major in electrical engineering,freelance electrician
    542nd mechanized infantry batallion
    dimtzort AT otenet DOT gr
     
    Tzortzakakis Dimitrios, Aug 10, 2006
    #12
  13. Mike

    Joe Guest

    Your quote isn't the original post, however, the snipped reply to the
    original post was:


    "He lives in the UK, not USA. The '£' sign should have been a clue."

    "FYI, the question was not about the time taking to get through airport
    security."





    "Bert Hyman" <> wrote in message
    news:Xns981B9F0DB1B99VeebleFetzer@127.0.0.1...
    > (Joe) wrote in news::
    >
    >
    > Then please interpret this from the original post for me:
    >
    > "Britain is a small nation - and air travel for the foreseeable
    > future sounds like it will take far longer (when all ground time,
    > including checkin and security as well as drive to/from airports is
    > considered) than if you just drove. "
    >
     
    Joe, Aug 10, 2006
    #13
  14. Mike

    Mike Guest

    <> wrote in message
    news:...
    Mike wrote:
    > Following the foiled terror attacks on planes between Britain and the US,
    > no
    > hand luggage at all can be taken onto any flights. How are photographers
    > going to deal with this? For me, there is absolutely no way I would pack
    > my
    > gear (worth about £5,000) in with my luggage.


    So DRIVE if it's a domestic trip. Domestic air travel is a
    *convenience* industry - predicated on travelers actually getting there
    faster than if they'd driven! Britain is a small nation - and air
    travel for the foreseeable future sounds like it will take far longer
    (when all ground time, including checkin and security as well as drive
    to/from airports is considered) than if you just drove.

    I wasn't worried about trips inside the UK - I never take internal flights!

    Cheers
     
    Mike, Aug 10, 2006
    #14
  15. Mike

    Alfred Molon Guest

    In article <ebg244$7hc$>, Mike says...
    > Following the foiled terror attacks on planes between Britain and the US, no
    > hand luggage at all can be taken onto any flights. How are photographers
    > going to deal with this? For me, there is absolutely no way I would pack my
    > gear (worth about £5,000) in with my luggage. If I was making a journey
    > tomorrow, I would have to either go camera-less (so not much point in going
    > at all) or cancel.


    Yes, indeed. Thanks to this incident UK photographers cannot travel
    internationally with their gear and other photographers living outside
    the UK cannot enter the UK with their cameras.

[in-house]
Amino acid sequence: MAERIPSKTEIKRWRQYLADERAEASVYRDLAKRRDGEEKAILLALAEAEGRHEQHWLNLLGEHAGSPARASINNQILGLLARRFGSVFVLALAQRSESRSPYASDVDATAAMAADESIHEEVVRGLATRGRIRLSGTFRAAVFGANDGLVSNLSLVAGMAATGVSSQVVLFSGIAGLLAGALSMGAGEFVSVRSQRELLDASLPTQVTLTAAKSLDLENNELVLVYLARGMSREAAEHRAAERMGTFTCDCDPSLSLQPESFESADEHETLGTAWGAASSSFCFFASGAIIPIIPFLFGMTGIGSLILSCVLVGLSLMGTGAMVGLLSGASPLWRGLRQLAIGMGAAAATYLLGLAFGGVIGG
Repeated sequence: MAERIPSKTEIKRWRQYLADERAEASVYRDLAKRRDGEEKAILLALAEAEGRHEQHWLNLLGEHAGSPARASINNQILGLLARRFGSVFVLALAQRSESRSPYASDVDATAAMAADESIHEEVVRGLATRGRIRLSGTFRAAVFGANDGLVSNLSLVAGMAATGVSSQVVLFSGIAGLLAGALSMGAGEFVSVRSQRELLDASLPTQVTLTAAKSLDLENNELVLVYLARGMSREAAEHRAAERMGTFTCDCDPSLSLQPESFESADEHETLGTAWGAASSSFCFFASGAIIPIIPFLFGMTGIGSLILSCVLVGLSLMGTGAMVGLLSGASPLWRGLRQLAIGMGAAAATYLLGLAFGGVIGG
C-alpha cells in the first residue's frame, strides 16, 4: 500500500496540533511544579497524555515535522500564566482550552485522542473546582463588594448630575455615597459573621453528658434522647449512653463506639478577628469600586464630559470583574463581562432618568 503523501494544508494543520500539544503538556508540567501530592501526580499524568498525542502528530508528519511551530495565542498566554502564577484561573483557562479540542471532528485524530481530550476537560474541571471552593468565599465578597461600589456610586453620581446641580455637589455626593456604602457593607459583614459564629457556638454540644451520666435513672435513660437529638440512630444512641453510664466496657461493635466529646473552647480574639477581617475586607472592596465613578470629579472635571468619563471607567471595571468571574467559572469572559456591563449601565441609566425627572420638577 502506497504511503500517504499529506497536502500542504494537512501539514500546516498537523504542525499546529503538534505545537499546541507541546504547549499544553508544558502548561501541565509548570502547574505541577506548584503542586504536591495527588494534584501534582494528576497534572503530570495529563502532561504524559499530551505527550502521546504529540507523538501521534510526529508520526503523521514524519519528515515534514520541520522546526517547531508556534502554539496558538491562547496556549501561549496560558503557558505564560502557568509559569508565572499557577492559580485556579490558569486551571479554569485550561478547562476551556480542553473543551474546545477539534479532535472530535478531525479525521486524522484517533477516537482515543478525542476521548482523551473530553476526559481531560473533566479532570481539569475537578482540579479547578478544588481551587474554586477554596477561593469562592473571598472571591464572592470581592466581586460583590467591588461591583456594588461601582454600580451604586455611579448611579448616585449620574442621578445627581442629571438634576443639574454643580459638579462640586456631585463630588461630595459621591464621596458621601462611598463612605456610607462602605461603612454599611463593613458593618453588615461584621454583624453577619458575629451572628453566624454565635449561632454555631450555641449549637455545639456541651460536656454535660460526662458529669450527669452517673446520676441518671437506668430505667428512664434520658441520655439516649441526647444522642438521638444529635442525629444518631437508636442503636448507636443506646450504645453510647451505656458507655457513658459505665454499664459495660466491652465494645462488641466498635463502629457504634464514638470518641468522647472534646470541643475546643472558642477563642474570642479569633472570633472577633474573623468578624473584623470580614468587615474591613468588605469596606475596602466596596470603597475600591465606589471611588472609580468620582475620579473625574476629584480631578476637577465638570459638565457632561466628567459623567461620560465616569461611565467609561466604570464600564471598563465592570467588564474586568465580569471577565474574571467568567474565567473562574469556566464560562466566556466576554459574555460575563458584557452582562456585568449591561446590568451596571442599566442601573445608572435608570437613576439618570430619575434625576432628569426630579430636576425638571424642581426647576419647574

And it's not just UK photographers, it's also UK business people who all
    of a sudden cannot carry their notebook computers with them - which
    means that international travel is sharply restricted, because nowadays
    any serious business traveller carries a notebook with him/herself.
    --

    Alfred Molon
    http://www.molon.de - Photos of Asia, Africa and Europe
     
    Alfred Molon, Aug 10, 2006
    #15
  16. Mike

    Joe Guest

    An obstacle, yes, however safety is more important.


    "Alfred Molon" <> wrote in message

    Yes, indeed. Thanks to this incident UK photographers cannot travel
    internationally with their gear and other photographers living outside
    the UK cannot enter the UK with their cameras.

    And it's not just UK photographers, it's also UK business people who all
    of a sudden cannot carry their notebook computers with them - which
    means that international travel is sharply restricted, because nowadays
    any serious business traveller carries a notebook with him/herself.
    --

    Alfred Molon
    http://www.molon.de - Photos of Asia, Africa and Europe
     
    Joe, Aug 10, 2006
    #16
  17. Mike

    ASAAR Guest

    On Thu, 10 Aug 2006 20:13:09 GMT, Paul Heslop wrote:

    > It seems that small electronic devices, ie ipods etc may be part of
    > the plot, aswell as liquids. I would assume digital cameras would be
    > classed as risky too.


    Some interviewed official mentioned that a camera's flash could be
    used as a triggering device. I doubt that security inspectors would
    be able to look at my camera and determine that the flash is not one
    of those that pops up automatically, nor that it doesn't have
    built-in remote control capability. I imagine that all cameras
    would be considered suspect, even the cheap disposable film variety.
     
    ASAAR, Aug 10, 2006
    #17
  18. Mike

    Fred Lebow Guest